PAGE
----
May 28 — Aviation-industry leaders are proposing tougher rules for jetliners to further enhance the safety of the swelling number of long flights over water or polar regions, according to people familiar with the matter.
THE SUGGESTED regulations, subject to approval by the Federal Aviation Administration and foreign regulators, call for applying a common set of safety standards to every type of aircraft used on these challenging routes. The proposal covers factors ranging from engine reliability, to onboard fire-fighting and communications equipment, to the adequacy of emergency landing strips along the way.
The effort has been particularly contentious because if the changes go into effect as drafted, some older U.S.-registered aircraft and many more long-range, wide-body planes operated by foreign airlines would face expensive refurbishment, industry officials said.
The package breaks important ground in other ways, too. It is the first time an FAA-sponsored advisory committee — representing manufacturers, engine makers, airlines and pilots — has reached consensus on a fundamental issue that has divided the industry for years. After 18 months of sharp debate, the group agreed that all commercial jets, regardless of their age or number of engines, should adhere to comparable safety standards when crossing vast and uninhabited stretches of the globe. The FAA previously signaled it would likely embrace a unified industry position.
Today, even specially maintained two-engine planes such as Boeing Co.’s 777 must comply with tighter operational requirements and typically carry more-advanced safety equipment than three-engine and four-engine models. On lengthy trans-Pacific flights lasting 14 hours or more, for instance, some twinjets carry enough fire-retardant gas in their cargo holds to last nearly four hours, while older three- and four-engine planes are required to have only about one-third as much.
Nonetheless, twinjets are restricted in how far they can fly from potential places to put down in an emergency. By contrast, three- and four-engine aircraft, even those built decades earlier and lacking state-of-the-art safety hardware, can fly almost any route, regardless of how far they stray from emergency strips
Such distinctions have been at the center of a long-running marketing and regulatory dispute. Boeing consistently has advocated “a level playing field” entailing comparable equipment standards for all aircraft, while European rival Airbus has resisted changes that would impose additional safety burdens on its long-range, four-engine A340 and other Airbus models.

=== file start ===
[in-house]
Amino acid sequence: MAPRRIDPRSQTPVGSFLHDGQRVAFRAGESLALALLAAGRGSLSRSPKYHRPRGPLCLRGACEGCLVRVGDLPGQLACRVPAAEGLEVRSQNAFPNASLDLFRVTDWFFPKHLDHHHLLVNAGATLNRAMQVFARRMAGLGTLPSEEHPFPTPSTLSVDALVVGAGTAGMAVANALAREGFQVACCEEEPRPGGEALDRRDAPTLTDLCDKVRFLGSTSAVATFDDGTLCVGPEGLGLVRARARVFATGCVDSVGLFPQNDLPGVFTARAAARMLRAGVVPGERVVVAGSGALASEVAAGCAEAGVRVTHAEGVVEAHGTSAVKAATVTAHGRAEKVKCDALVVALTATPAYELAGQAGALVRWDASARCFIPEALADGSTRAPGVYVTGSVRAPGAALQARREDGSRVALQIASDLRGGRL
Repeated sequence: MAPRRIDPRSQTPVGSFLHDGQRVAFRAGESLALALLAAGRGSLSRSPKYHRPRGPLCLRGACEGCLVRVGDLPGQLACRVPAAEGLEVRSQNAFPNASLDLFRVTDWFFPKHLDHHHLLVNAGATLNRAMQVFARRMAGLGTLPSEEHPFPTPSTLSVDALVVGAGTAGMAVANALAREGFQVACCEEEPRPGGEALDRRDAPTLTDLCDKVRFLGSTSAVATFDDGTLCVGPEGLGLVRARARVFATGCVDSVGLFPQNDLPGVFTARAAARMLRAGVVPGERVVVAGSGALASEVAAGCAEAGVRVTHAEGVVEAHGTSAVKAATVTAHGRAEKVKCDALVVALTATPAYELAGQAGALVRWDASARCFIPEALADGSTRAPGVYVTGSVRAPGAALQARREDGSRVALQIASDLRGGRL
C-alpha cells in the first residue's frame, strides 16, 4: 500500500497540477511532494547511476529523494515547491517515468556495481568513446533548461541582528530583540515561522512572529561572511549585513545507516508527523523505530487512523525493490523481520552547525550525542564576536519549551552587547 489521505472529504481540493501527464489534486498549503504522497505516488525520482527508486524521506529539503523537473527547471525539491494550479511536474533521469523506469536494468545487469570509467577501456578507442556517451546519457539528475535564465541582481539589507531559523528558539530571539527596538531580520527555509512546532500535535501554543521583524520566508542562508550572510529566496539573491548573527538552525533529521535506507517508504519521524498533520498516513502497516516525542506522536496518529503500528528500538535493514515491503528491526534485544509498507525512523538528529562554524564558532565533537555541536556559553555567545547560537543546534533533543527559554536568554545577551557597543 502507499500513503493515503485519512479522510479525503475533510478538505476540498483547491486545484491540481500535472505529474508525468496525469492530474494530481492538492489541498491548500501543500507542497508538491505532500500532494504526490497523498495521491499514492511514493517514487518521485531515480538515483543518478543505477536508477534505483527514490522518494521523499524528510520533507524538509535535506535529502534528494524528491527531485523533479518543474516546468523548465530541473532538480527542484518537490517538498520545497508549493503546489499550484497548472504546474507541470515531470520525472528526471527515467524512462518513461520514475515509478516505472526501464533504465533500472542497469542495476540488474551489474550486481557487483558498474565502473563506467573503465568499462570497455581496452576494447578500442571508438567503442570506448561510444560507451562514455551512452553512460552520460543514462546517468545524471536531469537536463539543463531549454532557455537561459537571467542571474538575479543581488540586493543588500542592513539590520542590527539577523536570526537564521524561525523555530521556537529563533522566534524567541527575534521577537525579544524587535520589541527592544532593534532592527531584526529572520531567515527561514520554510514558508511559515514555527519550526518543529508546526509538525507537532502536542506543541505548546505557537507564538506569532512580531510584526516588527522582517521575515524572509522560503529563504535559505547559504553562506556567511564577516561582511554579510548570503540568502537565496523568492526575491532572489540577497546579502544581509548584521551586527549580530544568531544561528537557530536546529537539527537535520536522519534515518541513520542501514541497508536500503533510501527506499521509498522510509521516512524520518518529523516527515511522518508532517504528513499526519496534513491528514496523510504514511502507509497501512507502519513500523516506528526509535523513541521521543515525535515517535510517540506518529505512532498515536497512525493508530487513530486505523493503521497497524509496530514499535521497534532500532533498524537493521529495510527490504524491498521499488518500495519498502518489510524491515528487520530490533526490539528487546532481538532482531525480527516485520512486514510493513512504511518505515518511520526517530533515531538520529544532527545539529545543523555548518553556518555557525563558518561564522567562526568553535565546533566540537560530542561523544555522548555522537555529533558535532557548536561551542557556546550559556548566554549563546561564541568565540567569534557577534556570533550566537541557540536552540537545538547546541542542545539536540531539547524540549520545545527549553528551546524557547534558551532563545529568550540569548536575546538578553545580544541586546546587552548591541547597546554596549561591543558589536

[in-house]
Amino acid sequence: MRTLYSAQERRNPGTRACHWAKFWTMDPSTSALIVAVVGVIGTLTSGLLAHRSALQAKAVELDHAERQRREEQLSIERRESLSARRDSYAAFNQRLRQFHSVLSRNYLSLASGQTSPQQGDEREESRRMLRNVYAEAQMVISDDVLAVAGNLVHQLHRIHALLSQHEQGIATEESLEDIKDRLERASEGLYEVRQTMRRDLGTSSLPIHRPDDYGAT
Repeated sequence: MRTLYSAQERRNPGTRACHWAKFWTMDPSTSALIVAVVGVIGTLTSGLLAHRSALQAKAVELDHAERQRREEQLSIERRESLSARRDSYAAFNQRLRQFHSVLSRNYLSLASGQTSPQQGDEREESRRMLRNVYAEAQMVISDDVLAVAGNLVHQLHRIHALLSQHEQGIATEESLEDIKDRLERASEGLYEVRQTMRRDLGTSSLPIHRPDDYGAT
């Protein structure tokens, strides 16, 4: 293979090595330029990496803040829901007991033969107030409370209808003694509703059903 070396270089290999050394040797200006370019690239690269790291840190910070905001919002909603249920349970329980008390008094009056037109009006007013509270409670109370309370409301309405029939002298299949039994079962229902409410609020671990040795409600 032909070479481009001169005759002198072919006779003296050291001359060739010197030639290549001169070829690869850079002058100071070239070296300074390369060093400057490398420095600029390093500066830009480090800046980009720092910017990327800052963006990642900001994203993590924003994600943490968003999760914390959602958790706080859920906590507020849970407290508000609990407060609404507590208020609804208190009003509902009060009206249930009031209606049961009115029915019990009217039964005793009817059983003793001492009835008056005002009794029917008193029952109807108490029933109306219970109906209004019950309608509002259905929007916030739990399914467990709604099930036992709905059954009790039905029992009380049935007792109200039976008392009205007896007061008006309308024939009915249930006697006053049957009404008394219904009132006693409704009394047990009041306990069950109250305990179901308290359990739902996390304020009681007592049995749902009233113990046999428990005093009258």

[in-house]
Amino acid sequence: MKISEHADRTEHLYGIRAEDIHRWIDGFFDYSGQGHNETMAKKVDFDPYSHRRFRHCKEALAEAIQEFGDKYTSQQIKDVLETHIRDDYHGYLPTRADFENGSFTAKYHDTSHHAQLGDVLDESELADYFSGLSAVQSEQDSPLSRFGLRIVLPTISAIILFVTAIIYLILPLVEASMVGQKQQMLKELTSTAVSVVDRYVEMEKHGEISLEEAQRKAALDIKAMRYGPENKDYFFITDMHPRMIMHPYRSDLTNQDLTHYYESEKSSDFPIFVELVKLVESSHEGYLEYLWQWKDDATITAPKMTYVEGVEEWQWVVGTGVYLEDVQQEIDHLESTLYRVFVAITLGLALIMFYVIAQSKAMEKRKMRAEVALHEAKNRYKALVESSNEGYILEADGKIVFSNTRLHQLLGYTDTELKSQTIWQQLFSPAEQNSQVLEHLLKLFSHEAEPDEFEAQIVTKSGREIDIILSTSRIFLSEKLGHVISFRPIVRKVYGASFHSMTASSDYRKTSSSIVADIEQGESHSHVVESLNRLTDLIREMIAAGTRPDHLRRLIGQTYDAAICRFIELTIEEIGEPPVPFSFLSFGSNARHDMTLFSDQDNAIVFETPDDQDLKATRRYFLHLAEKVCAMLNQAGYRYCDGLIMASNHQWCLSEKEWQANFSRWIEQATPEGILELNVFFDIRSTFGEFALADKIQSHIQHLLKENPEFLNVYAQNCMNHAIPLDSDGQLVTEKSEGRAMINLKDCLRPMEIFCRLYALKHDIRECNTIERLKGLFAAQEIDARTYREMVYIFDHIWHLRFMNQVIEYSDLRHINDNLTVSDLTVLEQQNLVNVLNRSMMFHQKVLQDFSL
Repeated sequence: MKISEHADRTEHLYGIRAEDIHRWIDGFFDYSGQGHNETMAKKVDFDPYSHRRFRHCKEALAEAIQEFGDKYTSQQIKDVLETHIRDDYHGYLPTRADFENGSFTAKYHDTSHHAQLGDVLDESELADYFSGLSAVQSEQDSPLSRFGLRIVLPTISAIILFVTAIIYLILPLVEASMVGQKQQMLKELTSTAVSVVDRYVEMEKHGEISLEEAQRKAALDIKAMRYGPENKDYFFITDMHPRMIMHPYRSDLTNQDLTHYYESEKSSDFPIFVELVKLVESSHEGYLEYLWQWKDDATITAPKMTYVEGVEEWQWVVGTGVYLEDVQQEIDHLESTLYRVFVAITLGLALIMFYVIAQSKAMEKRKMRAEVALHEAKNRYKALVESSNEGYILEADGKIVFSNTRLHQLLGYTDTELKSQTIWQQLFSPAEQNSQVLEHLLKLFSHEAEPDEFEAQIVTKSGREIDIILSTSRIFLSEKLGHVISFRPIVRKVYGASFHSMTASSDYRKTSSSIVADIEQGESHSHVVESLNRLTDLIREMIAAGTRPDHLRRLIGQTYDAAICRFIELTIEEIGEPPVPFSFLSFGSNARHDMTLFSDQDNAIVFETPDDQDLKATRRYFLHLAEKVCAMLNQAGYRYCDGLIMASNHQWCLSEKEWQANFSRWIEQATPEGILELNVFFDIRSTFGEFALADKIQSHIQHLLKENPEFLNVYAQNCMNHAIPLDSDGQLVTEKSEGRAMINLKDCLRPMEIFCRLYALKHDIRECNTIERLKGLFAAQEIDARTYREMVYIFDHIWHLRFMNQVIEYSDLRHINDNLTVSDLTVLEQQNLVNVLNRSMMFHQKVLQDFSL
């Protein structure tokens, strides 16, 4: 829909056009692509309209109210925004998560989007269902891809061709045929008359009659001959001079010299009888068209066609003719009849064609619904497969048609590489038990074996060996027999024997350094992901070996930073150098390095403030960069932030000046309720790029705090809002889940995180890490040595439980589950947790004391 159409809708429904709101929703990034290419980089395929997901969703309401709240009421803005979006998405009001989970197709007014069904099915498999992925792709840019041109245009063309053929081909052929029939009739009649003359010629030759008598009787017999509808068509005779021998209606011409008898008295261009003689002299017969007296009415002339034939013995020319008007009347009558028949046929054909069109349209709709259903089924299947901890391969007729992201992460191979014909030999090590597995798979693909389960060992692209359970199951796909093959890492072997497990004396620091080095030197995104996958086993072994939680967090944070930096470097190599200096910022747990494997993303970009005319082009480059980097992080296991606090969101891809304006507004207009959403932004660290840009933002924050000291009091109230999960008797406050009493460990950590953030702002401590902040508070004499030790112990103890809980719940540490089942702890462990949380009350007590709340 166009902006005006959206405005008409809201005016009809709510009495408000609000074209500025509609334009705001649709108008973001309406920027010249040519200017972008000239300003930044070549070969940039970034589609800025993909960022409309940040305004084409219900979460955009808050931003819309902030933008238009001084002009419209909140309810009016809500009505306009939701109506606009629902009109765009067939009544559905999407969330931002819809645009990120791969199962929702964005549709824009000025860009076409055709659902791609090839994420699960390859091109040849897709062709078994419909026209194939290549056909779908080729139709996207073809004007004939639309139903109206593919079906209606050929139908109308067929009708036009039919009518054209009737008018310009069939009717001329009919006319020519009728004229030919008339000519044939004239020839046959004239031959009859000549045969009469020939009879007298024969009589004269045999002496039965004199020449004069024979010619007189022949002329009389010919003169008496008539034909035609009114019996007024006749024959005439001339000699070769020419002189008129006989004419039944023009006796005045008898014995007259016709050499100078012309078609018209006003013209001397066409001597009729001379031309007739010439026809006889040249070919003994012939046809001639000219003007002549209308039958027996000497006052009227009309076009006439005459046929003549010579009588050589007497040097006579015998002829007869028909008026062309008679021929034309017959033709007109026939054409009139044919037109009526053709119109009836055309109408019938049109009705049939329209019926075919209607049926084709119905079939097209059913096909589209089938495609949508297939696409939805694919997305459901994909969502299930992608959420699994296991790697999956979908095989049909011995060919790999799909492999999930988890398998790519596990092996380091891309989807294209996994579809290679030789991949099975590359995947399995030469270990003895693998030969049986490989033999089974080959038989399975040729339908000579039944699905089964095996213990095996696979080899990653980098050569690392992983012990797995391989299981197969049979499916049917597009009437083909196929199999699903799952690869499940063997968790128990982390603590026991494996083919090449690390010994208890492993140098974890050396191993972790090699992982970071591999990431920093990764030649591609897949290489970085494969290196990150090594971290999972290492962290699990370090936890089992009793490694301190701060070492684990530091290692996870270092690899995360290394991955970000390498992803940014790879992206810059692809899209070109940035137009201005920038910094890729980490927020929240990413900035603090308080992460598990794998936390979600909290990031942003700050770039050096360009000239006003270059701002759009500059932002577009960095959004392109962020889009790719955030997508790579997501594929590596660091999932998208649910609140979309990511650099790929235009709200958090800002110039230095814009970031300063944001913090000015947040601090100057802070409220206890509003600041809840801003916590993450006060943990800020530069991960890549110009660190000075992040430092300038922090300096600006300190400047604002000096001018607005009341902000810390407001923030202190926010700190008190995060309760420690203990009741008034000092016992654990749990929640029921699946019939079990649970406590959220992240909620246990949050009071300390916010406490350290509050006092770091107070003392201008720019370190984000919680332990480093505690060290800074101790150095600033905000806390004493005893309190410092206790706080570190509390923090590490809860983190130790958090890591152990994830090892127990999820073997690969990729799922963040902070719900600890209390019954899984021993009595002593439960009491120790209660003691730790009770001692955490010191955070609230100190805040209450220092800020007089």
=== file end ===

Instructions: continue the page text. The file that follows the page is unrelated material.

However, all of that may change as a result of the breakthrough in recommending regulations. Participants in the deliberations have declined to release details, and the final document may not become public until the fall. Getting regulators to approve the rules could take much longer, given new models with ever-longer ranges and heightened carrier interest in flights stretching as long as 18 hours over desolate polar territories or vast stretches of ocean.
Since extended, twin-engine jets operating over water “have been held to higher standards of safety than other” aircraft, “it is now time to re-examine those requirements” and perhaps “apply them to all airplanes,” according to Chet Ekstrand, Boeing’s point man in this debate, who declined to elaborate about the proposal. Airbus also has a representative on the advisory group.
To a large extent, safety lessons gleaned from Boeing’s 777, the most-advanced and reliable twin-engine aircraft flying extended routes, would be used to improve the safety margins of three- and four-engine planes built in the U.S. and Europe and frequently still operating under 1960s-vintage safeguards. Mandates for older models, among other things, envision installation of upgraded fire-suppression systems and replacement of conventional radios with the latest satellite-communication links. Four-engine Boeing 747s and Airbus A340s, along with MD-11s and DC-10s that have three engines, would be subject to more-stringent rules regarding the status of other equipment. But those planes will continue to have more leeway to follow routes far away from landing strips.
Reducing the hazards of such flying is hardly a theoretical exercise